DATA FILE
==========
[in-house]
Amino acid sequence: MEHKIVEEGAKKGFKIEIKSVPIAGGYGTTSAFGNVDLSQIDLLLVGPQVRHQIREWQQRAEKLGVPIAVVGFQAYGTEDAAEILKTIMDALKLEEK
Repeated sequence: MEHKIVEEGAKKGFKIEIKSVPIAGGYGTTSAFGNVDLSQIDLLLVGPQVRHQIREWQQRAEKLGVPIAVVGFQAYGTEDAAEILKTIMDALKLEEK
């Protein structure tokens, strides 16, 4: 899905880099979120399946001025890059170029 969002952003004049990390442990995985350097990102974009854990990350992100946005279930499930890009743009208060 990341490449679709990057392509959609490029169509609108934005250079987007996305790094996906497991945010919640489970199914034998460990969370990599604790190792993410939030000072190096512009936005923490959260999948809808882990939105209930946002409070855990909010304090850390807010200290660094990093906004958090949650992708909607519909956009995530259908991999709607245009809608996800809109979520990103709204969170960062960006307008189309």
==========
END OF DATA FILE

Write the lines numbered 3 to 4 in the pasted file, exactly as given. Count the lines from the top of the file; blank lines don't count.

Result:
Repeated sequence: MEHKIVEEGAKKGFKIEIKSVPIAGGYGTTSAFGNVDLSQIDLLLVGPQVRHQIREWQQRAEKLGVPIAVVGFQAYGTEDAAEILKTIMDALKLEEK
């Protein structure tokens, strides 16, 4: 899905880099979120399946001025890059170029 969002952003004049990390442990995985350097990102974009854990990350992100946005279930499930890009743009208060 990341490449679709990057392509959609490029169509609108934005250079987007996305790094996906497991945010919640489970199914034998460990969370990599604790190792993410939030000072190096512009936005923490959260999948809808882990939105209930946002409070855990909010304090850390807010200290660094990093906004958090949650992708909607519909956009995530259908991999709607245009809608996800809109979520990103709204969170960062960006307008189309």